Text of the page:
Ordinary 25B (Mark 9:30-37)
Typical, isn’t it? That we remain silent when we do not understand something. That in moments when it is clear we have no idea what has been said or what is going on, we are unwilling to ask for clarification or further explanation.
Why? What are the disciples afraid of? What are we afraid of?
When we don’t comprehend something, we tend to figure out all kinds of ways to assuage our discomfort. We avoid asking questions so as not to appear stupid. We don’t want to expose our lack of knowledge, and so we say nothing at all. We disagree, but we dread disappointment and stay mute. It’s a vulnerable place, not knowing. If we don’t get it, this must have something to do with our failure and incompetence.
But what the disciples hear in this week’s Gospel reading is not your usual summary of information. It may be the second Passion prediction in Mark, but being told that Jesus will be betrayed and killed and then rise again is likely no easier on the second hearing. Maybe the disciples don’t ask questions because they are afraid that it could be true. The first time Jesus said it, they could sort of brush it off as something he said in passing. Now he’s saying it again. And look what happened to Peter when he tried to deny the truth! The disciples are afraid.
The thing is, when you start asking questions, you may get answers that you do not want to hear or are not ready to hear. When you start asking questions, you are engaging in dialogue—and dialogue is a rather unpredictable affair. It’s easier to stay silent, because monologue is a much safer place to be.
Monologue seems to be the communication mode of choice these days when it comes to faith. Rather than an act of conversation, faith has become an act of coercion. It seems to demand immediate acceptance, with little room for ambiguity. The way people talk about faith is less about the mysteries of faith and more about the mastery of convictions and doctrines and beliefs.
Mark doesn’t see faith this way. The book’s beginnings should tip us off that the creaturely comforts we want from our faith structures don’t really work when it comes to God. Mark’s Gospel immediately upends our penchant for controlling God by means of ritual, church polity, denominational loyalty, confessions, and creeds. God tears through the heavens, rips apart the temple curtain—because if God didn’t, we would continue to insist that God exists in comprehensible and accessible categories.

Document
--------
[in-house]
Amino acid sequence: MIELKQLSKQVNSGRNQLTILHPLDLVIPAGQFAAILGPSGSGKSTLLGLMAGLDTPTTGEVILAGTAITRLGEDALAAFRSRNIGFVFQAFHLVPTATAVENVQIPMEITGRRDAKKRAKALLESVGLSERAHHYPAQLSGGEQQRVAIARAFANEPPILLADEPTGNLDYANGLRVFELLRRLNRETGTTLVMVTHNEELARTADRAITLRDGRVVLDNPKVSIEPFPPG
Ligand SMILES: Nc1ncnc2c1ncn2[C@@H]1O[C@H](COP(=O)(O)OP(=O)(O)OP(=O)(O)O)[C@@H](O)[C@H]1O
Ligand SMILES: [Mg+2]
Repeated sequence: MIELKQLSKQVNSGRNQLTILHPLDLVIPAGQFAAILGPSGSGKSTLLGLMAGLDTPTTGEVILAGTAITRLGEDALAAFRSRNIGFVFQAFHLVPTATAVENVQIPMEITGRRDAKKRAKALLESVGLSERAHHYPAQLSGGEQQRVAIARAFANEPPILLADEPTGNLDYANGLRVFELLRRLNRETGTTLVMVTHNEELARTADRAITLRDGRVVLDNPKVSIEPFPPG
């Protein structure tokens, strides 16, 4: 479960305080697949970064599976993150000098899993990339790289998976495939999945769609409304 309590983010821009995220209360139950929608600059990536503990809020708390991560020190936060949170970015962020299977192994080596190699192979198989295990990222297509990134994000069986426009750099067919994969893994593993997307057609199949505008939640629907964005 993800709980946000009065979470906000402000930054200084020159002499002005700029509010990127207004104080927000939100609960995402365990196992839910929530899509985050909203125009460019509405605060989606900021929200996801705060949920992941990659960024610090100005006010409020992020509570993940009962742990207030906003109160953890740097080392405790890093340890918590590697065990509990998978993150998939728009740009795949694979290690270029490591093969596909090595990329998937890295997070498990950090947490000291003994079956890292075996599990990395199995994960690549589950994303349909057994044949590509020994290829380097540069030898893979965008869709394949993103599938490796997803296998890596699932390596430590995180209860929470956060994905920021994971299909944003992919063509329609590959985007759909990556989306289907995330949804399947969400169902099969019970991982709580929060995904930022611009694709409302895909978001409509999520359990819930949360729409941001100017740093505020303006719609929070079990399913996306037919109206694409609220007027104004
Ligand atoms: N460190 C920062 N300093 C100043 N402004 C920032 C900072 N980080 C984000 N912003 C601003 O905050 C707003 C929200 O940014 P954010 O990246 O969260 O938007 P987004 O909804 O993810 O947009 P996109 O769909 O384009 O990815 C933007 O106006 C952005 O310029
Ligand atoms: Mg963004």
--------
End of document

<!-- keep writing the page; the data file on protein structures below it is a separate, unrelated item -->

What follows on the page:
This is a critical point in Mark and a critical point for the disciples. There’s not much time left before the events of Jesus’ arrest, trial, and crucifixion will begin to unfold. And it seems unlikely that things will make more sense in that moment than here in chapter 9. This is the time for questions, the time for conversation, the time for hearing the truth. Once you enter into the events of the truth, the truth is harder to see or hear. The most meaningful moments of vulnerability should come in the midst of truth—yet this is often when we shut down. We can’t handle the truth.
So we pretend that to investigate truth’s many meanings will lead to our theology going awry—rather than to it being engaged in healthy complication. When you start asking questions, you start moving closer to the truth. But the truth can be difficult to hear. We are quite proficient in avoiding it, especially when it comes to the challenges of faith.
“Be brave enough to start a conversation that matters,” writes Margaret Wheatley. This is what’s at stake for the disciples after this second Passion prediction, and for us who tend too quickly to “solve” faith rather than seek out its possibilities. Starting conversations takes courage. You do not know where the conversation will end up. You might not like the results. The conversation may reveal what you stand for—who you are, your very truth.
Then what? What do you do when the truth of your faith is out there for all the world to see? What might happen when people see what’s at stake for you, what you are willing to stand up for? Things might change. Relationships might change. Once you start asking questions, there’s no going back—which is why it is easier to stay silent. Then you don’t have to negotiate change, or navigate new levels of meaning in interactions that used to be comfortably predictable.
No wonder the disciples are afraid to ask Jesus questions. What might they see if they did? They would see Jesus in a different way, and they might not like what they saw. Therein lies the risk, the fear of their own betrayal. They would see one another differently, too. Their relationships might now be put to the test: Who will stay and who will go? On whom can you rely, and who will betray?
And they would be forced to see themselves in a new light, a radical reinterpretation of self. What kind of follower of Jesus am I? Can I be the disciple that he needs me to be, that my friends need me to be? Am I capable of following and living the truth of Jesus’ passion? Or has my silence already convicted me of my own potential for unfaithfulness?
The courage to ask is a mark of discipleship.